how do you know what’s true

When you turn on the national and international news these days, no matter what channel/perspective you watch, you can’t help wondering exactly what the truth is.
Why don’t they just give a lie detector test to Bush and Cheney, and Tony Snow, and Libby and Howard K. Stern and whoever else might well be lying? And how about all of those supposed terrorists held at Gitmo? Couldn’t we have avoided all of that mess that we got ourselves into by, instead, hooking them all up (one at a time, of course) to a polygraph??
Well, I guess it’s not that simple, and a friend of mine from college, who was a polygraph operator for the CIA in Viet Nam, has a new book coming out next month that deals with that subject: Gatekeeper: Memoirs of a CIA Polygraph Examiner
Excerpted from the book description at Amazon:

John F. Sullivan was a polygraph examiner with the CIA for thirty-one years, during which time he conducted more tests than anyone in the history of the CIA’s program. The lie detectors act as the Agency’s gatekeepers, preventing foreign agents, unsuitable applicants, and employees guilty of misconduct from penetrating or harming the Agency. Here Sullivan describes his methods, emphasizing the importance of psychology and the examiners’ skills in a successful polygraph program. Sullivan acknowledges that using the polygraph effectively is an art as much as a science, yet he convincingly argues that it remains a highly reliable screening device, more successful and less costly than the other primary method, background investigation. In the thousands of tests that Sullivan conducted, he discovered double agents, applicants with criminal backgrounds, and employee misconduct, including compromising affairs and the mishandling of classified information.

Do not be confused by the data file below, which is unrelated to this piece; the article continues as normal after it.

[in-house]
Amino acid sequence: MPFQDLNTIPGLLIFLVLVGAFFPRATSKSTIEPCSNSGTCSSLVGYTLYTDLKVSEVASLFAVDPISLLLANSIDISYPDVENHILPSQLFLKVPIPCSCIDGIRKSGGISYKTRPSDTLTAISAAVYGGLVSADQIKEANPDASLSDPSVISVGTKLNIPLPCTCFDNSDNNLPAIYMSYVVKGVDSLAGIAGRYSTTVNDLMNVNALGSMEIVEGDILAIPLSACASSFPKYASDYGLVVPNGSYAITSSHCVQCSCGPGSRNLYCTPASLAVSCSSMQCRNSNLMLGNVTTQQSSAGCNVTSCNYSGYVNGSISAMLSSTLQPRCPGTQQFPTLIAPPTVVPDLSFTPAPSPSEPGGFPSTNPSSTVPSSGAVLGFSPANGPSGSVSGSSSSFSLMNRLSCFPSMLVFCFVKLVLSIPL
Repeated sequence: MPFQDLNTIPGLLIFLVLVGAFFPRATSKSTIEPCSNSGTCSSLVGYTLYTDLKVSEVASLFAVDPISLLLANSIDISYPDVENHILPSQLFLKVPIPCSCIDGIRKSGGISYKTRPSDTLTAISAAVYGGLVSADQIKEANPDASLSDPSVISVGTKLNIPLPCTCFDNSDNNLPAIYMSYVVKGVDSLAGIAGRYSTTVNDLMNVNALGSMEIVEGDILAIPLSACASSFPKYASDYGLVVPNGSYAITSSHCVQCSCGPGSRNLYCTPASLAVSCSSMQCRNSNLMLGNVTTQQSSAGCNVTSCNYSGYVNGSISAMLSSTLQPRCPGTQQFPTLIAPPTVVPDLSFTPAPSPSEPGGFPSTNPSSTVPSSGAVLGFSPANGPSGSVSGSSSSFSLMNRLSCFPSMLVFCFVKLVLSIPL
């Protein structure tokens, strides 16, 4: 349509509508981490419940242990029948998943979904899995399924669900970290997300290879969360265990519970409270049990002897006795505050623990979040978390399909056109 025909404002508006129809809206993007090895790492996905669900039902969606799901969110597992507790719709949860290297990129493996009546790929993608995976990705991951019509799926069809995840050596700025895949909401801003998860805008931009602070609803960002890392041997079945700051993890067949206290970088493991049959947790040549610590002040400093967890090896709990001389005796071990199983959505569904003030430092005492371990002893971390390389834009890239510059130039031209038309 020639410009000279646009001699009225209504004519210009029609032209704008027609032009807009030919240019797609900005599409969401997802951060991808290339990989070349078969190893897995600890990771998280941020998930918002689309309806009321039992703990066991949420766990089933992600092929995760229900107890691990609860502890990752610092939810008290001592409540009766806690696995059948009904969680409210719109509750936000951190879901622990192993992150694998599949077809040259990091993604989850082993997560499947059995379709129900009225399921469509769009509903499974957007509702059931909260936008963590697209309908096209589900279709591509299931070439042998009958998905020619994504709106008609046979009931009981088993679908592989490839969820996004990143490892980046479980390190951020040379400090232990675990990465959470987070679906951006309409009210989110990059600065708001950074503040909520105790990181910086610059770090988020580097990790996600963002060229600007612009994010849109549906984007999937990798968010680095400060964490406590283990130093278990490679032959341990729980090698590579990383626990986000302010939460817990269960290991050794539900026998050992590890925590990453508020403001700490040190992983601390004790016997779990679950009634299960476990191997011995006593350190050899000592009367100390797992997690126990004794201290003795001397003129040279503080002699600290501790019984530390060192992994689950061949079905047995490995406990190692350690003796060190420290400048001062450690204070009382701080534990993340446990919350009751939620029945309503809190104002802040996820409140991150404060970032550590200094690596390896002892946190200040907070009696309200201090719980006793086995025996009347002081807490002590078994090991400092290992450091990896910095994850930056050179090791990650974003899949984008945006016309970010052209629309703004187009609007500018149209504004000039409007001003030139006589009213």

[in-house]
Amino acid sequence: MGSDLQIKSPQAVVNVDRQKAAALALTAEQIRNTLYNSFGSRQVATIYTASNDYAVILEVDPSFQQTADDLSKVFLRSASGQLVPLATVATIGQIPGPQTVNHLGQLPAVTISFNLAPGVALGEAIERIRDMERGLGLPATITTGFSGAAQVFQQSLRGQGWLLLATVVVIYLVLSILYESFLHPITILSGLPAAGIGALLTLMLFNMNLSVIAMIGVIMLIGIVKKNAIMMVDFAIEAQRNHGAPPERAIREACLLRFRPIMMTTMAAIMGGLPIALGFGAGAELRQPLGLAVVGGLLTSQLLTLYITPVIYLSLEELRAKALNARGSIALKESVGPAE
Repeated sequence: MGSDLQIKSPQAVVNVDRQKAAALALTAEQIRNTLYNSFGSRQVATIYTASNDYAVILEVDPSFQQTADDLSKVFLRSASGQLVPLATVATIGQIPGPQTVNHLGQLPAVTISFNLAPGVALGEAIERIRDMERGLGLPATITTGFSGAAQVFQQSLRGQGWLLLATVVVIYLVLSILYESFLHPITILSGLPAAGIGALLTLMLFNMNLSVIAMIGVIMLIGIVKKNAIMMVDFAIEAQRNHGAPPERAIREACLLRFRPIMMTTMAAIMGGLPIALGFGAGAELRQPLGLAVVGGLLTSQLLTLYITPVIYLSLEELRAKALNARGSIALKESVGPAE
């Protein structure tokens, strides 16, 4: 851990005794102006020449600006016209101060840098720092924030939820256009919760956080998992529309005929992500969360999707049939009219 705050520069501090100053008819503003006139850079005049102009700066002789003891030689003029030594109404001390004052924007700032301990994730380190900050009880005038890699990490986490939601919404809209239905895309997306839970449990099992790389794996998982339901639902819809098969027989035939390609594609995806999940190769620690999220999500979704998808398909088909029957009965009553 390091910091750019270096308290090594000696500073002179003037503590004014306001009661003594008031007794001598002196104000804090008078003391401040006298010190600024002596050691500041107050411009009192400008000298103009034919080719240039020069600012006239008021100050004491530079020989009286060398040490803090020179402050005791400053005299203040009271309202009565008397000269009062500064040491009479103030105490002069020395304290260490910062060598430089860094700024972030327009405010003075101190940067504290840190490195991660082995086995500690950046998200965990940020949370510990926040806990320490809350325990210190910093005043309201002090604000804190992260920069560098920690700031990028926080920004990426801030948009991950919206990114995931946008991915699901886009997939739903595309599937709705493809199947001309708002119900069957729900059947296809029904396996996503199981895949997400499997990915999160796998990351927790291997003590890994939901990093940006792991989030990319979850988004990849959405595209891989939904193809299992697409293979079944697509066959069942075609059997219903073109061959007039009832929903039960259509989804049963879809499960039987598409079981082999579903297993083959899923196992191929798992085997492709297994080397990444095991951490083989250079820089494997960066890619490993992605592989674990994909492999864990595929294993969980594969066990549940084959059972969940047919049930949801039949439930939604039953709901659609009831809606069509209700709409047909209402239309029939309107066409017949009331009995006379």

John’s first book was Of Spies and Lies: A CIA Lie Detector Remembers Vietnam. According to one reviewer, who also says This book is so good I have added it to the select list of intelligence reform books recommended by the Council on Intelligence:

The entire book is a gem. While I do not relish factual and temperate evidence that our clandestine operations in Viet-Nam were largely a sham; that we were the useful idiots to local authorities using us as a cash cow and tool of vengeance on their personal enemies; that most of our officers were drunk or adulturous or incompetent or all three at once; that our top agent really did not have the access he claimed to have but was simply a high-quality channel for his uncle to sell information collected from various local and mostly open sources–all this is depressing. It is also instructive.

While John was discovering painful truths about Viet Nam, an eventually-to-be friend of mine was a student in college protesting that war. I met him years later when he became my therapist, my mentor, and a good friend.
Today, Ed Tick, through his Sanctuary: A Center for Mentoring the Soul, is doing groundbreaking work in helping individuals, particularly soldiers, to deal with PTSD. He currently is featured on the website of Voices in Wartime for his grassroots project Soldier’s Heart.
Ed’s books, War and the Soul and Sacred Mountain: Encounters With the Vietnam Beast force us to look deep into the dark destruction that war rages on the very center of our humanness and sanity.
Both John and Ed use their experiences and their narrative talents to expose truths about war and its trappings that most of us would not have a chance to learn about. They know what’s true. Believe me.